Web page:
Published on Saturday 5 September 2015 15:14
Ten Second Review
There are two things - sharp handling and a range of outstanding engines - that make BMW's little 1 Series Coupe a unique choice in the sports coupe segment. The car delivers all BMW's best bits distilled down into a compact driver-focused package.
Here's a car that, on the quiet, could very well be the best thing that BMW makes - at least from the point of view of the enthusiast. A little rear wheel drive coupe in which the folds of the company's corporate approach have been shaken out a little. The racy 123d diesel and 135i petrol coupe models are range highlights and a spirited drive in either is enough to make a rival Volkswagen Scirocco - or indeed BMW's larger 3 Series Coupe - seem rather dull. Launched in 2007, this car offers a stepping stone between hot hatches and performance coupes from which you may not want to progress, unless practical responsibility beckons. For those who hadn't noticed this little gem, in early 2011, a mild facelift, a range of small efficiency tweaks and, best of all, a potent M Coupe flagship emphasised everything that was good about it.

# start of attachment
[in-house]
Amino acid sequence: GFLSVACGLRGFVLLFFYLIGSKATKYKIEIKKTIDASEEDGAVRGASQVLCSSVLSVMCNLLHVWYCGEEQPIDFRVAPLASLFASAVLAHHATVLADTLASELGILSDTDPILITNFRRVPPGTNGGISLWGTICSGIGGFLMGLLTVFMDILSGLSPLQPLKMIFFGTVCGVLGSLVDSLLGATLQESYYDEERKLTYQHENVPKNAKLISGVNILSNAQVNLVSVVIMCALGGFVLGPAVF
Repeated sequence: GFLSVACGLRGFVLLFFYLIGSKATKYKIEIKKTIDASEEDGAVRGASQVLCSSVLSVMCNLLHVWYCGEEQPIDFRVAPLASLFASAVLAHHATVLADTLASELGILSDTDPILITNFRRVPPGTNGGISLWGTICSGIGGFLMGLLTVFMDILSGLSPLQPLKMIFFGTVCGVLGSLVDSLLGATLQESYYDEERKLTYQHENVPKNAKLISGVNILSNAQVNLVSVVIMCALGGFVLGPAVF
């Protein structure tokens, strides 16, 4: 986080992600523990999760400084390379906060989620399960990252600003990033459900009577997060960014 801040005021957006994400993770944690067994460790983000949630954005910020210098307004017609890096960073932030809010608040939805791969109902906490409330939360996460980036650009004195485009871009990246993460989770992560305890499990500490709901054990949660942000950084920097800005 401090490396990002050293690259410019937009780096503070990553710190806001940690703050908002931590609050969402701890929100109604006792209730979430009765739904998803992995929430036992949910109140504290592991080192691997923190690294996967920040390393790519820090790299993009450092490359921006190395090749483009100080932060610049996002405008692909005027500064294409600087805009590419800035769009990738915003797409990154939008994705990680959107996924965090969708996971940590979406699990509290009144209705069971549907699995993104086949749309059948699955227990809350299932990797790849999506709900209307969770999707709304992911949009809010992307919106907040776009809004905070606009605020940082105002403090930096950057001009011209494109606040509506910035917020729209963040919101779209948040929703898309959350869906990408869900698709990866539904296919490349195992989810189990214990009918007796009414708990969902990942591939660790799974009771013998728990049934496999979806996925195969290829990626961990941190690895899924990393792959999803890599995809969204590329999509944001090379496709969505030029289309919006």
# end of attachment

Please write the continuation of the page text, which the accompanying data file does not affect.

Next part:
Settle in behind the wheel and all feels right. The driving position perfect. Punch the starter button, roll away and immediately you find yourself looking for a road that will put the 1 Series Coupe to the test. Find one and you also find yourself pushing a little harder than you might normally - just to see. Sure enough, power into a corner, dab the brakes, turn the wheel and it's true. There's a feeling of perfect control.
Nor do you need the really fire-breathing engines to fully enjoy what the engineers have created in this car. Across the range, the slick-shifting 6-speed manual gearshift is lovely and the steering feelsome - and even better in the pokiest petrol models that stick with a hydraulic rather than an electrically-powered set-up. The ride's good too, suppler than you'll find on a 1 Series hatch, despite this car's cornering sharpness. The range begins with 142bhp 118d or 177bhp 120d diesel models or, if you prefer not to fuel from the black pump, 170bhp 120i or 218bhp 125i petrol derivatives. Given that the slowest of these (this car, the 118d) makes sixty from rest in 9.0s on the way to 130mph, you'll get some idea of the performance potential lurking further up the range.